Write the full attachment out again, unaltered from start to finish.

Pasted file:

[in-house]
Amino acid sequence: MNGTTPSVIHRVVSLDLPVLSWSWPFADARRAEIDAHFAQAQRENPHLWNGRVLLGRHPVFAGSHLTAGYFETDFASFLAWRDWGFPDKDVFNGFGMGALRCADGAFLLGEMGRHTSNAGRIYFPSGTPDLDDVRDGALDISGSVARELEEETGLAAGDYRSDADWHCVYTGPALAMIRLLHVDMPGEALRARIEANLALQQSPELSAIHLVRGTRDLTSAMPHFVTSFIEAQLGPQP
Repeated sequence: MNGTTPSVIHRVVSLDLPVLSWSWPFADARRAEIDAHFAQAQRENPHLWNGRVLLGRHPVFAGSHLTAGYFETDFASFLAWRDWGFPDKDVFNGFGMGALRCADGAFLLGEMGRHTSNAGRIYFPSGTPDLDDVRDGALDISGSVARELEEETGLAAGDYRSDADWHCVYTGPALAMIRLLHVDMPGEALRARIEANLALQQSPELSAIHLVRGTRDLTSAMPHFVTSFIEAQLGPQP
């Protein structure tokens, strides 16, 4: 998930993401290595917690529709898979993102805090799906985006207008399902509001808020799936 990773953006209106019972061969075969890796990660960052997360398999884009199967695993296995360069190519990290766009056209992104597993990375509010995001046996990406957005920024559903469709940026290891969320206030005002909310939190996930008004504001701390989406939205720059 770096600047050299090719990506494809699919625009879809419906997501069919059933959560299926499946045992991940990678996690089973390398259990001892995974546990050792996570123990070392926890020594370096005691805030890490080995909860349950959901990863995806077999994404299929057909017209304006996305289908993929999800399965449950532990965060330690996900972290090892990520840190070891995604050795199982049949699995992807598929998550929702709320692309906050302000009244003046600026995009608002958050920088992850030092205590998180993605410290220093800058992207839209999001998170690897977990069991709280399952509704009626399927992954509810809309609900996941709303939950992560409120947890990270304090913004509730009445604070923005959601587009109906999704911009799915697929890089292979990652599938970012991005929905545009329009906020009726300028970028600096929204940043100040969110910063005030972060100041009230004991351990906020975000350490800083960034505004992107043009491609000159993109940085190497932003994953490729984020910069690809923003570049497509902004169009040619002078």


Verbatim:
[in-house]
Amino acid sequence: MNGTTPSVIHRVVSLDLPVLSWSWPFADARRAEIDAHFAQAQRENPHLWNGRVLLGRHPVFAGSHLTAGYFETDFASFLAWRDWGFPDKDVFNGFGMGALRCADGAFLLGEMGRHTSNAGRIYFPSGTPDLDDVRDGALDISGSVARELEEETGLAAGDYRSDADWHCVYTGPALAMIRLLHVDMPGEALRARIEANLALQQSPELSAIHLVRGTRDLTSAMPHFVTSFIEAQLGPQP
Repeated sequence: MNGTTPSVIHRVVSLDLPVLSWSWPFADARRAEIDAHFAQAQRENPHLWNGRVLLGRHPVFAGSHLTAGYFETDFASFLAWRDWGFPDKDVFNGFGMGALRCADGAFLLGEMGRHTSNAGRIYFPSGTPDLDDVRDGALDISGSVARELEEETGLAAGDYRSDADWHCVYTGPALAMIRLLHVDMPGEALRARIEANLALQQSPELSAIHLVRGTRDLTSAMPHFVTSFIEAQLGPQP
């Protein structure tokens, strides 16, 4: 998930993401290595917690529709898979993102805090799906985006207008399902509001808020799936 990773953006209106019972061969075969890796990660960052997360398999884009199967695993296995360069190519990290766009056209992104597993990375509010995001046996990406957005920024559903469709940026290891969320206030005002909310939190996930008004504001701390989406939205720059 770096600047050299090719990506494809699919625009879809419906997501069919059933959560299926499946045992991940990678996690089973390398259990001892995974546990050792996570123990070392926890020594370096005691805030890490080995909860349950959901990863995806077999994404299929057909017209304006996305289908993929999800399965449950532990965060330690996900972290090892990520840190070891995604050795199982049949699995992807598929998550929702709320692309906050302000009244003046600026995009608002958050920088992850030092205590998180993605410290220093800058992207839209999001998170690897977990069991709280399952509704009626399927992954509810809309609900996941709303939950992560409120947890990270304090913004509730009445604070923005959601587009109906999704911009799915697929890089292979990652599938970012991005929905545009329009906020009726300028970028600096929204940043100040969110910063005030972060100041009230004991351990906020975000350490800083960034505004992107043009491609000159993109940085190497932003994953490729984020910069690809923003570049497509902004169009040619002078």